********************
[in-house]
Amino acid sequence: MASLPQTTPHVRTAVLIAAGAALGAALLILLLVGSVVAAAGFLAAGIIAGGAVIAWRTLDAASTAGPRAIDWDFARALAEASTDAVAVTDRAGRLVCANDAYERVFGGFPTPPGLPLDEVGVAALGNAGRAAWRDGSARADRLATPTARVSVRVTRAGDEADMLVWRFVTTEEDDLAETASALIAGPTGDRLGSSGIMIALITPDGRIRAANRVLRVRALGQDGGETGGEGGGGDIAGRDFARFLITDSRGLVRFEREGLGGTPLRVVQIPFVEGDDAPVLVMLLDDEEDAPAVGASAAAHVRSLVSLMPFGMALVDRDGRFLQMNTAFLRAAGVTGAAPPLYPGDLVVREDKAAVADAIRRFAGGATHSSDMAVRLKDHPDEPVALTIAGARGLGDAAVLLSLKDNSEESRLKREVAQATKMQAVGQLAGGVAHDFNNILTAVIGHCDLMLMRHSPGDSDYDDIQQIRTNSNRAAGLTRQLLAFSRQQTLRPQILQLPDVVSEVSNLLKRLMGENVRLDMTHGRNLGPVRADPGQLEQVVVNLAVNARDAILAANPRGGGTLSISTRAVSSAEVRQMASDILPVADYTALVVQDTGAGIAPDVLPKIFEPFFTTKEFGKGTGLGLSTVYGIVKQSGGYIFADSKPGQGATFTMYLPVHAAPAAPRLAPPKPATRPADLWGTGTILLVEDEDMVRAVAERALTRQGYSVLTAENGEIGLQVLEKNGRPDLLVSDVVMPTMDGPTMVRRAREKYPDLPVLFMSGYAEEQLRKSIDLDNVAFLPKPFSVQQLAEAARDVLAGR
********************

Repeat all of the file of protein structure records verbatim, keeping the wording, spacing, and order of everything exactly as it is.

[in-house]
Amino acid sequence: MASLPQTTPHVRTAVLIAAGAALGAALLILLLVGSVVAAAGFLAAGIIAGGAVIAWRTLDAASTAGPRAIDWDFARALAEASTDAVAVTDRAGRLVCANDAYERVFGGFPTPPGLPLDEVGVAALGNAGRAAWRDGSARADRLATPTARVSVRVTRAGDEADMLVWRFVTTEEDDLAETASALIAGPTGDRLGSSGIMIALITPDGRIRAANRVLRVRALGQDGGETGGEGGGGDIAGRDFARFLITDSRGLVRFEREGLGGTPLRVVQIPFVEGDDAPVLVMLLDDEEDAPAVGASAAAHVRSLVSLMPFGMALVDRDGRFLQMNTAFLRAAGVTGAAPPLYPGDLVVREDKAAVADAIRRFAGGATHSSDMAVRLKDHPDEPVALTIAGARGLGDAAVLLSLKDNSEESRLKREVAQATKMQAVGQLAGGVAHDFNNILTAVIGHCDLMLMRHSPGDSDYDDIQQIRTNSNRAAGLTRQLLAFSRQQTLRPQILQLPDVVSEVSNLLKRLMGENVRLDMTHGRNLGPVRADPGQLEQVVVNLAVNARDAILAANPRGGGTLSISTRAVSSAEVRQMASDILPVADYTALVVQDTGAGIAPDVLPKIFEPFFTTKEFGKGTGLGLSTVYGIVKQSGGYIFADSKPGQGATFTMYLPVHAAPAAPRLAPPKPATRPADLWGTGTILLVEDEDMVRAVAERALTRQGYSVLTAENGEIGLQVLEKNGRPDLLVSDVVMPTMDGPTMVRRAREKYPDLPVLFMSGYAEEQLRKSIDLDNVAFLPKPFSVQQLAEAARDVLAGR